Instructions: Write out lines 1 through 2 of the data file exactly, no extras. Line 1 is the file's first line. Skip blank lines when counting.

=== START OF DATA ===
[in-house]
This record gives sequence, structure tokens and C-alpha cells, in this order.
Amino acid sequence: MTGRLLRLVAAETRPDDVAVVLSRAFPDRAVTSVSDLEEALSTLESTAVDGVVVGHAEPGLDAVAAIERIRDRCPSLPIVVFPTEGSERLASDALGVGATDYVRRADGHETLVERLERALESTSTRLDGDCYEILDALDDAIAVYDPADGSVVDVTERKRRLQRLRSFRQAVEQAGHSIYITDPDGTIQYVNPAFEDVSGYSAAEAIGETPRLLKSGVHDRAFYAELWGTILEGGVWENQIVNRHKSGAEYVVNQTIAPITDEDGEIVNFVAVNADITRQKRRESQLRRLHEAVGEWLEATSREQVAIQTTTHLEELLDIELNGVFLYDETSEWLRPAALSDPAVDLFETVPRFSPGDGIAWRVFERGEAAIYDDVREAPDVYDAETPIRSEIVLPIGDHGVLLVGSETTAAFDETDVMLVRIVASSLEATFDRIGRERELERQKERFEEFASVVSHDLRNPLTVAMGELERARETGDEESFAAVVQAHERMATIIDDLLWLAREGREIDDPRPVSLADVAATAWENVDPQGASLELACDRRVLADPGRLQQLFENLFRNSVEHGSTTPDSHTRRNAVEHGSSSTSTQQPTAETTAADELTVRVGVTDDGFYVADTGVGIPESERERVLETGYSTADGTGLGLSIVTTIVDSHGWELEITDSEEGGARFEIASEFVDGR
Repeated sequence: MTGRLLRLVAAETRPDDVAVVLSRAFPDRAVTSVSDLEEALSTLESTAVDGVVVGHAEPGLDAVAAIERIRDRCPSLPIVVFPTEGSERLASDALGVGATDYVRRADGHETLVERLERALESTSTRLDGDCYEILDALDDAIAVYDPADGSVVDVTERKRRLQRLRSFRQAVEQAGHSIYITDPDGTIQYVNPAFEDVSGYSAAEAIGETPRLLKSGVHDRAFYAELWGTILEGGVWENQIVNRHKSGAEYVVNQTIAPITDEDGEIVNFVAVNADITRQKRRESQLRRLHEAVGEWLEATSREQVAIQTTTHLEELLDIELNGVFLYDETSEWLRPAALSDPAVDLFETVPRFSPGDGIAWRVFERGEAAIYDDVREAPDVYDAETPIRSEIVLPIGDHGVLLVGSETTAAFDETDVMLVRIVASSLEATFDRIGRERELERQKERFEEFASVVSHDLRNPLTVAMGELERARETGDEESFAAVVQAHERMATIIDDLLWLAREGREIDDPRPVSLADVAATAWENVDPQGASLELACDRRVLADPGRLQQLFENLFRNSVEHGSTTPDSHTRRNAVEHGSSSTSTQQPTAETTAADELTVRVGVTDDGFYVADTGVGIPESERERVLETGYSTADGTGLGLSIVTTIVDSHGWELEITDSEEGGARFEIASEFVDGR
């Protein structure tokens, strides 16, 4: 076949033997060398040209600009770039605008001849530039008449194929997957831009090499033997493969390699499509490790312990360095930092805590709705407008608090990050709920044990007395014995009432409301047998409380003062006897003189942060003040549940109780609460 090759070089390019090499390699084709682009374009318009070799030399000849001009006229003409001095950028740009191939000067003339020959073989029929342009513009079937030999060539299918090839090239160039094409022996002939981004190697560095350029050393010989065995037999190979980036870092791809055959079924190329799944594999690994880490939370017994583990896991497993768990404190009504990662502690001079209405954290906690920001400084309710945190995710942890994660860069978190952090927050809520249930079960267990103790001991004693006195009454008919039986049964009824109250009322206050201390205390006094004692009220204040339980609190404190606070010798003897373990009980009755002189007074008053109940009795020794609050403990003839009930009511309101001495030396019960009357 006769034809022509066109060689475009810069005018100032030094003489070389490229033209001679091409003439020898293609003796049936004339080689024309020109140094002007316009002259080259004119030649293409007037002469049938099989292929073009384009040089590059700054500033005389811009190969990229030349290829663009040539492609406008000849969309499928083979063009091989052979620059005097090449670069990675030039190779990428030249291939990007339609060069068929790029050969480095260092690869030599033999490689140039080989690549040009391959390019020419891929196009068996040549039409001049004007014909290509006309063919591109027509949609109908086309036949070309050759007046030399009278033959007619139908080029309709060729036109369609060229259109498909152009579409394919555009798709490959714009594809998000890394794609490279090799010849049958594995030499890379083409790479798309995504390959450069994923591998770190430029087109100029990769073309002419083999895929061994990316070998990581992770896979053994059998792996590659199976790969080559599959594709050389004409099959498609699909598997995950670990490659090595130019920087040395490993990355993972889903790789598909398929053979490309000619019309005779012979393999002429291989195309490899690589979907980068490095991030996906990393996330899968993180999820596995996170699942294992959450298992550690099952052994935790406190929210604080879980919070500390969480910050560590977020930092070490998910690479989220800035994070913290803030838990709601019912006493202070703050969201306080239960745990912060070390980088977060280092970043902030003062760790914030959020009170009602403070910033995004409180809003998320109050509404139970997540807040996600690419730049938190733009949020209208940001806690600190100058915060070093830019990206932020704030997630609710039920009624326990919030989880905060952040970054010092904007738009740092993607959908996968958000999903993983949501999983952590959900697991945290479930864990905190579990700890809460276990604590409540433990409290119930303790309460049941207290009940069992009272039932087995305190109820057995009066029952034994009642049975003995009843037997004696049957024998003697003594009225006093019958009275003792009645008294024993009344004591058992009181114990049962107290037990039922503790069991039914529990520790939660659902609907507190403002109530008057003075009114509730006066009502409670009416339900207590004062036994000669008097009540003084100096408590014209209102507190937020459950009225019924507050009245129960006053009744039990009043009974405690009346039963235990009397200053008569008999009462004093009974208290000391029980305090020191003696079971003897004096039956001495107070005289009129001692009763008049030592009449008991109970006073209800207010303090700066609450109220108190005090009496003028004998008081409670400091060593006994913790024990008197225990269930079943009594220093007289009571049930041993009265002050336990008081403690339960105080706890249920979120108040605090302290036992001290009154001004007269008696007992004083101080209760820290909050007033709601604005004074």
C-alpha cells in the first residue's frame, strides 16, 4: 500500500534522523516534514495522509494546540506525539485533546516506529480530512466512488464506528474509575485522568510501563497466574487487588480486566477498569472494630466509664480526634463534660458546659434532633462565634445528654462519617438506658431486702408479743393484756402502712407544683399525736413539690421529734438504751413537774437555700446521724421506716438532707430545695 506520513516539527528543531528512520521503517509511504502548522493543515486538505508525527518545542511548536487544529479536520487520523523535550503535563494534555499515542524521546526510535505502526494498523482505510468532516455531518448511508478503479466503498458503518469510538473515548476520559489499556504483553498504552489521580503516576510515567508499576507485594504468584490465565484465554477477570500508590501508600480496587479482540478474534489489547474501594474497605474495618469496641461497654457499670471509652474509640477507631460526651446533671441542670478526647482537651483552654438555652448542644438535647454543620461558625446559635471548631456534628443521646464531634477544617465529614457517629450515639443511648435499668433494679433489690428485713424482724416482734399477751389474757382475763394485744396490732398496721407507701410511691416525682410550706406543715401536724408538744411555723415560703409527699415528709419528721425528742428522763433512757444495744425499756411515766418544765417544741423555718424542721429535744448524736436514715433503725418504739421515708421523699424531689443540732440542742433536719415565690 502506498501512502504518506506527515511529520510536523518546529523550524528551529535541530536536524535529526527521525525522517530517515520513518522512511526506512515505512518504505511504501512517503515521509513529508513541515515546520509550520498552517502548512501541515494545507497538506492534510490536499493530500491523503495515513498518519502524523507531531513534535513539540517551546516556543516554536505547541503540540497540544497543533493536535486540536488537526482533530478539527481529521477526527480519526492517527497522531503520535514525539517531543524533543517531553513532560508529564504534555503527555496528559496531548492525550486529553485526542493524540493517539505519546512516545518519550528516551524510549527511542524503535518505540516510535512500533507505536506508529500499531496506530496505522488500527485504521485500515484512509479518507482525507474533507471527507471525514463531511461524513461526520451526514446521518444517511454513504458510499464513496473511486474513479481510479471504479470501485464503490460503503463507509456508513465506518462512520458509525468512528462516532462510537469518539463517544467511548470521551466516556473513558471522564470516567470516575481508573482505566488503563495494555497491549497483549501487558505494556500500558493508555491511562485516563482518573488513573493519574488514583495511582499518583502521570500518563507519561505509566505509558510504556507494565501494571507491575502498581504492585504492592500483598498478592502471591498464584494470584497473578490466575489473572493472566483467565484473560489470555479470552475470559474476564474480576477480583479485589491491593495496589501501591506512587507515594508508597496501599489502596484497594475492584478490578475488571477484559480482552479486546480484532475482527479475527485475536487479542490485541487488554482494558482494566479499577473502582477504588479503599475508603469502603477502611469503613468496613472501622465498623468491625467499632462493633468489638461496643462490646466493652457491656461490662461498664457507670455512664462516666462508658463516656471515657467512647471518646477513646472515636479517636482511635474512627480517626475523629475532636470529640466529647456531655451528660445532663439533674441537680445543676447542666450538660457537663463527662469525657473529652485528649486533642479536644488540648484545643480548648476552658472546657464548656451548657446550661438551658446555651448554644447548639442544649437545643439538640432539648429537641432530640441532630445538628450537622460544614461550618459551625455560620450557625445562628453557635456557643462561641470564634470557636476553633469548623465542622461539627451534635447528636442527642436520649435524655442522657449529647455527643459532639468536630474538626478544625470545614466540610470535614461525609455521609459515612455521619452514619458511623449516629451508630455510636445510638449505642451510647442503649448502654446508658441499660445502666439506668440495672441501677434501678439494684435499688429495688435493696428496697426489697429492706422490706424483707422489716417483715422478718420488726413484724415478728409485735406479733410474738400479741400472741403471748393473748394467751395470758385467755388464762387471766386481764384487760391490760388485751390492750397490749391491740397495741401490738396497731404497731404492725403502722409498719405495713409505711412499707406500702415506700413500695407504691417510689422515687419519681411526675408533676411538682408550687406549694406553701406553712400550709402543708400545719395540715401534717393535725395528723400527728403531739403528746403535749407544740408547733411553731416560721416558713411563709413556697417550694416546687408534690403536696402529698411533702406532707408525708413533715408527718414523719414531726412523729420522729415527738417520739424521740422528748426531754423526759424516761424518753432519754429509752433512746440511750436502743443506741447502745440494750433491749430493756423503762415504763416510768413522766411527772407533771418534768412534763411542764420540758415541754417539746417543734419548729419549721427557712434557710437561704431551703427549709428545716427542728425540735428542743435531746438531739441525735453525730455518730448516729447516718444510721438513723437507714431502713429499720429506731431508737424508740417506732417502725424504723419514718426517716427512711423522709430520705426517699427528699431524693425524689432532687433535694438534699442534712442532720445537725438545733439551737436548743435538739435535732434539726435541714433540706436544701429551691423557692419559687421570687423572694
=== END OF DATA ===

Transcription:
[in-house]
This record gives sequence, structure tokens and C-alpha cells, in this order.